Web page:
The Eunice Kennedy Shriver National Institute Of Child Health & Human Development of the National Institutes of Health (NIH) awarded the Wellesley Centers for Women (WCW) $450,000 over three years to study social media use of early adolescents while providing Wellesley College students with hands-on research opportunities. The longitudinal, multi-method study will investigate associations between middle school students’ social media use and health implications, as well as the roles of peer influence and parental monitoring.
Most social media platforms require users to be at least 13 years old, yet a 2010 study by the Pew Research Center found that 38 percent of 9-12 year-olds have social media accounts. Linda Charmaraman, Ph.D., research scientist at WCW and principal investigator of the newly-funded NIH study, estimates that number may be higher now. In a recent pilot study she conducted on middle school student social media use, she found that in her sample, 68 percent of students aged 12 and under already had social media accounts.
Despite the growing number of early teens using social media, prior research published by institutions like the American Academy of Pediatrics focused primarily on older teens. Little is known about risks for younger users in early adolescence when social media use typically starts. “These early adolescents are at a particularly vulnerable point in their lives when their primary developmental tasks are to develop their own identities apart from their families and to belong to peer groups. We need to better understand the specific behavioral and psychosocial risks they face when using social media at such a young age. Our study aims to address these very urgent questions by focusing on adolescents aged 10 to 15,” said Dr. Charmaraman. Undergraduates are Central to Research Process.
Undergraduates are Central to Research Process
Undergraduate students from Wellesley College will be central to the research process, a key focus of the NIH funding. The award, given through the R15 mechanism, is meant to expose undergraduate or graduate students to hands-on research and support the research environment of schools like Wellesley College that have not been major recipients of NIH support in the past, according to its website. This is the first R15 awarded to Wellesley College for social science research.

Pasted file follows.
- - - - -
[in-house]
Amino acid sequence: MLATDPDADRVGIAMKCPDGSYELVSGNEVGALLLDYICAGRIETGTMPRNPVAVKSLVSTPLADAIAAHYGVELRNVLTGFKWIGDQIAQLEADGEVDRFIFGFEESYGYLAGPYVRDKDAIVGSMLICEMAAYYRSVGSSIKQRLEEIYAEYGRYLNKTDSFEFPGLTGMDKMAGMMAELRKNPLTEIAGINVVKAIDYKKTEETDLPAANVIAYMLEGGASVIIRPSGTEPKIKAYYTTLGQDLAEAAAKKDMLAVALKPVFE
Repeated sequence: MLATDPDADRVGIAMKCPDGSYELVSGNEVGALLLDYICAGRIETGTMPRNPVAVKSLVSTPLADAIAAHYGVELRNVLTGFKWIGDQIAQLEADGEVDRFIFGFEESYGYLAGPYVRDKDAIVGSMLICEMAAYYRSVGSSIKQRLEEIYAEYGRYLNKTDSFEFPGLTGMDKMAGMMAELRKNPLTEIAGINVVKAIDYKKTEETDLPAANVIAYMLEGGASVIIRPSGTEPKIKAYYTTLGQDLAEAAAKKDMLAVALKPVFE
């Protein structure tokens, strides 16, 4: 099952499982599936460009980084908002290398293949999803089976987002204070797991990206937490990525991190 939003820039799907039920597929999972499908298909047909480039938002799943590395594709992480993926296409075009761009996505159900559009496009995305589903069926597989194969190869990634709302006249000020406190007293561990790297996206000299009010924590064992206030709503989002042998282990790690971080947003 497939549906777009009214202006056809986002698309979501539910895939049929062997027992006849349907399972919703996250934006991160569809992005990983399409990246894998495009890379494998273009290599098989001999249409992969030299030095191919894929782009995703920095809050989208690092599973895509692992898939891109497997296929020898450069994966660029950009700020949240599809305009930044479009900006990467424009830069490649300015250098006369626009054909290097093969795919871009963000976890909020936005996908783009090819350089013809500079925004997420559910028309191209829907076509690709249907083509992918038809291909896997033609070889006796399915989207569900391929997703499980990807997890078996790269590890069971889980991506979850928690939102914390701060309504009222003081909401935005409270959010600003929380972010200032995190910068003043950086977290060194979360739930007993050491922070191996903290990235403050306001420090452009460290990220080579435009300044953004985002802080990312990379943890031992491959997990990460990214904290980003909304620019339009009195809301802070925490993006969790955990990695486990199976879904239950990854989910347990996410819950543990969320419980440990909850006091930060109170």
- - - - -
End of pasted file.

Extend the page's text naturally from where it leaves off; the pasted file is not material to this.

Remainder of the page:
“Student mentorship is one of the most fundamental aspects of our work at WCW. We are thrilled that Dr. Charmaraman will continue our work in developing the next generation of researchers with this support from the National Institutes of Health,” said Layli Maparyan, Ph.D., the Katherine Stone Kaufmann '67 Executive Director of WCW.
Dr. Charmaraman makes mentorship a central part of her work. She has invited students to present their work during the WCW Lunchtime Seminar Series, co-authored book chapters and journal articles with student researchers, and presented posters at professional association conferences alongside students. Since joining the Centers in 2006 she has worked with about twenty Wellesley College students. “Mentoring students has always been a passion of mine. Students bring fresh insights and valuable perspectives to every step of researching younger adolescents, particularly in the fast-moving world of networked media, and it’s a wonderful opportunity to help students follow their intellectual passions,” said Dr. Charmaraman.
Dr. Charmaraman is currently working with a handful of students on a mixed methods pilot study of middle schoolers’ social media use funded by Children and Screens: Institute of Digital Media and Child Development. Wellesley College student assistants currently working with Dr. Charmaraman, including Stephanie Cobas ’21, Cynthia Serrano Najera ’21, Sabina Unni ’19, and Olaide Sode ’19 will present research findings from the pilot study during a Lunchtime Seminar hosted by WCW on Thursday, October 25.
Serrano Najera spoke very highly of her experience working with Dr. Charmaraman: “I had never done research before and Dr. Charmaraman went above and beyond to make me feel like I could do it,” said Serrano Najera, “She allows us to have a lot of input in the research process and makes it feel like you’re part of something important.”
The undergraduate student researchers involved in the NIH-funded study will assist in conducting surveys of over 800 middle school students, surveying a subsample of parents, and interviewing a subsample of middle school students. Analysis of those surveys and interviews will investigate demographics associated with early social media use, how social media use is related to psychosocial issues like depression or anxiety and behavioral outcomes like sleep, physical activity, substance use, or problematic internet behaviors, and the influence of parents and peers.
“Our goal is to inform how policymakers, educators, pediatricians, and families can address social media use and the ways it contributes to both positive and negative psychosocial and behavioral health outcomes in this understudied segment of the population,” said Dr. Charmaraman.
This research project is supported by the Eunice Kennedy Shriver National Institute Of Child Health & Human Development of the National Institutes of Health under Award Number R15HD094281. The content is solely the responsibility of the authors and does not necessarily represent the official views of the National Institutes of Health.